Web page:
Google Glass was finally made available in the UK last week. Early adopters, or "explorers" to Google, will have to fork out £1,000 for the privilege of looking like a bit of a prat.
Predictably, the accompanying panic over privacy - that has already seen Google Glass banned in a number of bars in downtown San Francisco - has also swept across the Atlantic, with the news that the Cinema Exhibitors' Association has taken the decision to ban Google Glass from all cinemas because it is worried that the devices could be used to pirate films. Most pirated films sold come from recordings made in cinemas, by the way.
CEA chief exec Phil Clapp told the Independent that customers would be requested "not to wear" Glass into cinemas, "whether the film is playing or not".
The Vue cinema chain added that it would instruct patrons to remove Glass "as soon as the lights dim". Others are expected to follow suit.
But are the cinema owners making a lot of fuss over something that probably isn't that big of a deal?
A Google spokesperson spoke up in support of the glassy gizmo, saying the fact that its screen lights up like a Christmas tree when it is activated makes it a "fairly lousy" device for secretly recording movies.
That's a Google spokesperson. Calling their device functionality "lousy". On record. Teehee.
Anyway, it looks like it'd be fair to say that in this case, if the person sat next to you was set on piracy you'd probably know about it pretty quickly.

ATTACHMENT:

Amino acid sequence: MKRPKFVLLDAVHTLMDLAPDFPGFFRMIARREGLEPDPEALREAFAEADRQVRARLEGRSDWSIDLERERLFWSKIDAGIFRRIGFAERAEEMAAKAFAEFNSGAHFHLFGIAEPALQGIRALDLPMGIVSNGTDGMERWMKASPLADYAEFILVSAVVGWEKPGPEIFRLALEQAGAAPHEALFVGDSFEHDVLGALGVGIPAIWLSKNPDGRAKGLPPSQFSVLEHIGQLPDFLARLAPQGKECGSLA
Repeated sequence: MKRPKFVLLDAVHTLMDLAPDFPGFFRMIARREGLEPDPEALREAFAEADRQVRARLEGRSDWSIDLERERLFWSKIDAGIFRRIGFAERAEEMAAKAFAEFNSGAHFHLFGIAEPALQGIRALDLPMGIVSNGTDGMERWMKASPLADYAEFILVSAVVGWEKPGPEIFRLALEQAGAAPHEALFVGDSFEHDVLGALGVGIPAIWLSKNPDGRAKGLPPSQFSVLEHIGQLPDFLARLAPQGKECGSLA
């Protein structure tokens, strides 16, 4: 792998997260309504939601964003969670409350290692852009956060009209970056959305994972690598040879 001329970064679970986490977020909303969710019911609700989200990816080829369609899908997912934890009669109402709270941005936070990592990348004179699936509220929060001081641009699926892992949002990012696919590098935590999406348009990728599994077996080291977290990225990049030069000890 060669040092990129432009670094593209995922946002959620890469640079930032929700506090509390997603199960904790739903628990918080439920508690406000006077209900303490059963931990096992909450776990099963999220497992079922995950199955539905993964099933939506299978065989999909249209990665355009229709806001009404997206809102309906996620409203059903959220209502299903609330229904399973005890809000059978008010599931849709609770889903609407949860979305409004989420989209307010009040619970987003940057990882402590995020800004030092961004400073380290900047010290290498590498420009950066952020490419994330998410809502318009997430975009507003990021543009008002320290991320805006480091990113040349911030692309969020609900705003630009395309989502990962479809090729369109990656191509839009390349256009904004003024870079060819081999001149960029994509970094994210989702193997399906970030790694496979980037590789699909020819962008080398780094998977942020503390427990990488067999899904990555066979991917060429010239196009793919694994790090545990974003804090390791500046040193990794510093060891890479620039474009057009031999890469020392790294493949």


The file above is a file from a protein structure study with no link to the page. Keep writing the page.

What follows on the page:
The other thing about Google Glass is that it can't record for longer than 45 minutes.
Now, with current blockbusters such as Captain America: the Winter Soldier clocking in at a bottom-numbing
136 minutes, we estimate that the Google Glass-wearing pirate would need to fork
out £3,000 on equipment before he or she even got into the auditorium, and that's before the
obscene mark up on popcorn, nachos, a bucket of cola and an actual ticket.
Look, it's not like movie piracy isn't a problem, and it's true that pirates are coming up with ever more creative ways to illegally record from cinema screens without detection, which we won't go into here because you might get ideas.
Moreover, just as we can all definitely agree that people who use smartphones in crowded cinemas should be subjected to cruel and unusual punishment, so there can surely be no argument that Google Glass is just another anti-social device that should be banned in cinemas.
But in light of Google Glass' technical limitations, concerns over piracy seem a tad misplaced, don't they?
Well, I guess it's not as if the movie industry has ever bothered to let logic stand in the way of a good old moral panic.